International negotiations over a proposal to regulate hydrofluorocarbons (HFCs) came up short in Bangkok this week.
Two separate proposals, one by Micronesia, Morocco and the Maldives and the second by Canada, Mexico and the United States, would expand the Montreal Protocol on Substances that Deplete the Ozone Layer to regulate HFCs, commonly used as refrigerants and in other industrial applications. HFCs were developed as ozone-friendly alternatives to chlorofluorocarbons (CFCs), but they double as powerful greenhouse gases.
Environmentalists reported that the idea continued to garner support at this week’s meeting, which ended today. In particular, South Africa and the larger negotiating block of African countries endorsed a call to begin formal negotiations over the HFC amendments. But many had hoped for a more concrete decision in favour of regulating HFCs this week, given the endorsement by leaders of the Group of 20 (G20) in September. India, joined by Saudi Arabia, blocked consideration of the amendments.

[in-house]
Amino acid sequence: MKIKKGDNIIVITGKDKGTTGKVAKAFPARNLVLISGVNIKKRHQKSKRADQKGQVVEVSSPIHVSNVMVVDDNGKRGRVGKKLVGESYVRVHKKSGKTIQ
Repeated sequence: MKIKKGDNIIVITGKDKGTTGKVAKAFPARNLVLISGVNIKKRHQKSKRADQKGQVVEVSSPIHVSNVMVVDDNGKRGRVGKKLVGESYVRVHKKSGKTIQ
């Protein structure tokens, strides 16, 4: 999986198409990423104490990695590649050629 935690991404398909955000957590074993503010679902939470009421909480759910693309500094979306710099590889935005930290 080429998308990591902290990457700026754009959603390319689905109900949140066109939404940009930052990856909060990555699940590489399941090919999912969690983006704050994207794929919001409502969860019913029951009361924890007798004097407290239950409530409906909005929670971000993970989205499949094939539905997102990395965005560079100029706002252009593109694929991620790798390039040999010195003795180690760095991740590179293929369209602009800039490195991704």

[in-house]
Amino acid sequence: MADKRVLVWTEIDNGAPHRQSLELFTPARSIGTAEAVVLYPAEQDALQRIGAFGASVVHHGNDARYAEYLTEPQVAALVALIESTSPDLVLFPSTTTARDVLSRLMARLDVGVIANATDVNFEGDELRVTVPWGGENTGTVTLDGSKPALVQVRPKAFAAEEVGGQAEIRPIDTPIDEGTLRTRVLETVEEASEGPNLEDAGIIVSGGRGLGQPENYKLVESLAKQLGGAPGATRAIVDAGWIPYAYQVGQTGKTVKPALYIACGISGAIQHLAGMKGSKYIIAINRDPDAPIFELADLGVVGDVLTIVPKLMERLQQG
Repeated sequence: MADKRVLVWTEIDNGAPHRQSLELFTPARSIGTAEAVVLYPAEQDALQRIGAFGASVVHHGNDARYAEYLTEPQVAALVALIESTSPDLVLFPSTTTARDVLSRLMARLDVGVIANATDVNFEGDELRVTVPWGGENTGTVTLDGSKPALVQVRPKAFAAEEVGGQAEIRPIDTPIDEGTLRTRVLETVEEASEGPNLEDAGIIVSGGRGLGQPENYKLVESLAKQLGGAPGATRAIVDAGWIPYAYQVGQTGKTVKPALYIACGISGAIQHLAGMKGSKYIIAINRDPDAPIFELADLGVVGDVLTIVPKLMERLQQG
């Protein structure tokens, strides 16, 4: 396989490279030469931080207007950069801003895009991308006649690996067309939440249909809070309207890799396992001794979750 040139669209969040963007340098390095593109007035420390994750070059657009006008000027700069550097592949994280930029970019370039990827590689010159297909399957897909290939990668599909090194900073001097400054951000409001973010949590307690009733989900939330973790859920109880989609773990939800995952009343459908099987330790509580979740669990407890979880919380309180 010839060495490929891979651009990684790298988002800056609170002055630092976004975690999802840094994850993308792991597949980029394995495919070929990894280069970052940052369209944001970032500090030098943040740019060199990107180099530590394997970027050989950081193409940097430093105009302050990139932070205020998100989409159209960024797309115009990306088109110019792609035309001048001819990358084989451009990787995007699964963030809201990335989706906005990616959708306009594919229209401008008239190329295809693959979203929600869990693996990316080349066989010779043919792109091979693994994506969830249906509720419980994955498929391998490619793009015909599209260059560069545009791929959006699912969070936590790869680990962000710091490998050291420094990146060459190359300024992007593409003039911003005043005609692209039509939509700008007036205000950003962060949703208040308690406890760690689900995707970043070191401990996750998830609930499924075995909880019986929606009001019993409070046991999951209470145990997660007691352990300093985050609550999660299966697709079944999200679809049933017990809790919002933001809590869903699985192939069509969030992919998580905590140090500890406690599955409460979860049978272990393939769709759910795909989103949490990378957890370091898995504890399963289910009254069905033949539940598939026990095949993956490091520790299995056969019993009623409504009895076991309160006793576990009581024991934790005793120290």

With China apparently on board thanks to an agreement between US President Barack Obama and Chinese President Xi Jinping, India shouldered most of the blame. India backpedaled after signing onto the G20 commitment, although Obama and Indian Prime Minister Manmohan Singh agreed on 27 September to launch negotiations over the issue.
The proposal has been in the works for several years (for prior coverage, see ‘Cutting out the chemicals’ and ‘Ozone treaty could be used for greenhouse gases’). At this week’s meeting, delegates called for a technical report on HFC alternatives and a formal workshop on the issue next year.